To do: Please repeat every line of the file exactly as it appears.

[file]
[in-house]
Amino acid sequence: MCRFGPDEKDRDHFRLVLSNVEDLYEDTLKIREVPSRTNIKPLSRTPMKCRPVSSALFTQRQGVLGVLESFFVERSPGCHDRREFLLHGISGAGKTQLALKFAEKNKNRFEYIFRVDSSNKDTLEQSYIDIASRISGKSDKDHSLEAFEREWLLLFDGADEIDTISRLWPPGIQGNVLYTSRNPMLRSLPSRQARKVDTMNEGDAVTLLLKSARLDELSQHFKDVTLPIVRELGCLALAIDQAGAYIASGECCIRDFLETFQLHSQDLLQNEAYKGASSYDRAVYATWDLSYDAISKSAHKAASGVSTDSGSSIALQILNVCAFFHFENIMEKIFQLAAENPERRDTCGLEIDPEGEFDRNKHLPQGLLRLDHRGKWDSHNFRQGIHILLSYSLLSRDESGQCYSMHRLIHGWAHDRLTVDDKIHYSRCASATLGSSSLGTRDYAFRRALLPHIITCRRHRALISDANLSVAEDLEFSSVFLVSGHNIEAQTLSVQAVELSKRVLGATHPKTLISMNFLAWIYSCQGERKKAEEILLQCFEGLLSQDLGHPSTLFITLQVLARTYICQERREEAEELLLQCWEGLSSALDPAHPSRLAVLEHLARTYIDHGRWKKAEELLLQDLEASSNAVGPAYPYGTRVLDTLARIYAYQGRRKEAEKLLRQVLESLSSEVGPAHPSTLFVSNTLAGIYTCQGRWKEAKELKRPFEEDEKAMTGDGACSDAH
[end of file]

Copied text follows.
[in-house]
Amino acid sequence: MCRFGPDEKDRDHFRLVLSNVEDLYEDTLKIREVPSRTNIKPLSRTPMKCRPVSSALFTQRQGVLGVLESFFVERSPGCHDRREFLLHGISGAGKTQLALKFAEKNKNRFEYIFRVDSSNKDTLEQSYIDIASRISGKSDKDHSLEAFEREWLLLFDGADEIDTISRLWPPGIQGNVLYTSRNPMLRSLPSRQARKVDTMNEGDAVTLLLKSARLDELSQHFKDVTLPIVRELGCLALAIDQAGAYIASGECCIRDFLETFQLHSQDLLQNEAYKGASSYDRAVYATWDLSYDAISKSAHKAASGVSTDSGSSIALQILNVCAFFHFENIMEKIFQLAAENPERRDTCGLEIDPEGEFDRNKHLPQGLLRLDHRGKWDSHNFRQGIHILLSYSLLSRDESGQCYSMHRLIHGWAHDRLTVDDKIHYSRCASATLGSSSLGTRDYAFRRALLPHIITCRRHRALISDANLSVAEDLEFSSVFLVSGHNIEAQTLSVQAVELSKRVLGATHPKTLISMNFLAWIYSCQGERKKAEEILLQCFEGLLSQDLGHPSTLFITLQVLARTYICQERREEAEELLLQCWEGLSSALDPAHPSRLAVLEHLARTYIDHGRWKKAEELLLQDLEASSNAVGPAYPYGTRVLDTLARIYAYQGRRKEAEKLLRQVLESLSSEVGPAHPSTLFVSNTLAGIYTCQGRWKEAKELKRPFEEDEKAMTGDGACSDAH